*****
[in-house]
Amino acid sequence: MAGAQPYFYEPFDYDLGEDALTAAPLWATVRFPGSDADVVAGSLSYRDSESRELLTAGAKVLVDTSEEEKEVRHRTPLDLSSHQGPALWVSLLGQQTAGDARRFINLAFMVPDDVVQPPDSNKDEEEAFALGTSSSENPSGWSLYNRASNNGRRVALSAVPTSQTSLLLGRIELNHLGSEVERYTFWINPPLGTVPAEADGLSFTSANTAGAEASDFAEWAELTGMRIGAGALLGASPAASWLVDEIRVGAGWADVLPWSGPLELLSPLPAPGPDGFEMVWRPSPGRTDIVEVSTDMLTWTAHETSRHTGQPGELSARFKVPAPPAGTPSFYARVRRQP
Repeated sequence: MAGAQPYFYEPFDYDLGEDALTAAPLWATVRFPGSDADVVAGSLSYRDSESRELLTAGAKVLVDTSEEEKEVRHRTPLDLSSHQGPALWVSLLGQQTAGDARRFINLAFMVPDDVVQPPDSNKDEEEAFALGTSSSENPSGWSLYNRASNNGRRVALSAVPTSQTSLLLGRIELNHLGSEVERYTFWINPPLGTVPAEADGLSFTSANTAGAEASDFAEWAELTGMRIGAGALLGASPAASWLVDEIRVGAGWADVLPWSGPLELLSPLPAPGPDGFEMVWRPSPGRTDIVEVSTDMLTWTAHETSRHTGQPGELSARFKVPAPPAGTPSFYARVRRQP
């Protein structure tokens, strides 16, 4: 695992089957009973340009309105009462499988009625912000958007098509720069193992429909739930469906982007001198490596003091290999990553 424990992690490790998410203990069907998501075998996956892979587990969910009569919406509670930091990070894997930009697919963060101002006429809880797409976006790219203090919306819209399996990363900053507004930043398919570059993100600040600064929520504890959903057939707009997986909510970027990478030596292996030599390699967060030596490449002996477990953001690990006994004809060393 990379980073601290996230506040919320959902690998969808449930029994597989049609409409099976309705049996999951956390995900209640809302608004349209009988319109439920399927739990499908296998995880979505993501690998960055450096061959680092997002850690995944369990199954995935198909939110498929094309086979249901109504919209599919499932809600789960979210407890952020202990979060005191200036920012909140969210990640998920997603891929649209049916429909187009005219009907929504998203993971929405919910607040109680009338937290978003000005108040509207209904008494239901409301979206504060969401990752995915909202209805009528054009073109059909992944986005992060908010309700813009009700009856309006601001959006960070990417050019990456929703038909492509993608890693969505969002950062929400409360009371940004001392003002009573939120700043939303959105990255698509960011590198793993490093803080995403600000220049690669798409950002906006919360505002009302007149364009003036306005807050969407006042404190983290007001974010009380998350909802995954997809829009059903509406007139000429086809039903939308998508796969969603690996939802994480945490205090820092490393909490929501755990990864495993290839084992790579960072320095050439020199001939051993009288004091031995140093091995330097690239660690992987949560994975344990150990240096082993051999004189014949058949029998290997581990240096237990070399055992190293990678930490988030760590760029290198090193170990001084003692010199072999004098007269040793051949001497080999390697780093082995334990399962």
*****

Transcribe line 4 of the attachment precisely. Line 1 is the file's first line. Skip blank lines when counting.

């Protein structure tokens, strides 16, 4: 695992089957009973340009309105009462499988009625912000958007098509720069193992429909739930469906982007001198490596003091290999990553 424990992690490790998410203990069907998501075998996956892979587990969910009569919406509670930091990070894997930009697919963060101002006429809880797409976006790219203090919306819209399996990363900053507004930043398919570059993100600040600064929520504890959903057939707009997986909510970027990478030596292996030599390699967060030596490449002996477990953001690990006994004809060393 990379980073601290996230506040919320959902690998969808449930029994597989049609409409099976309705049996999951956390995900209640809302608004349209009988319109439920399927739990499908296998995880979505993501690998960055450096061959680092997002850690995944369990199954995935198909939110498929094309086979249901109504919209599919499932809600789960979210407890952020202990979060005191200036920012909140969210990640998920997603891929649209049916429909187009005219009907929504998203993971929405919910607040109680009338937290978003000005108040509207209904008494239901409301979206504060969401990752995915909202209805009528054009073109059909992944986005992060908010309700813009009700009856309006601001959006960070990417050019990456929703038909492509993608890693969505969002950062929400409360009371940004001392003002009573939120700043939303959105990255698509960011590198793993490093803080995403600000220049690669798409950002906006919360505002009302007149364009003036306005807050969407006042404190983290007001974010009380998350909802995954997809829009059903509406007139000429086809039903939308998508796969969603690996939802994480945490205090820092490393909490929501755990990864495993290839084992790579960072320095050439020199001939051993009288004091031995140093091995330097690239660690992987949560994975344990150990240096082993051999004189014949058949029998290997581990240096237990070399055992190293990678930490988030760590760029290198090193170990001084003692010199072999004098007269040793051949001497080999390697780093082995334990399962």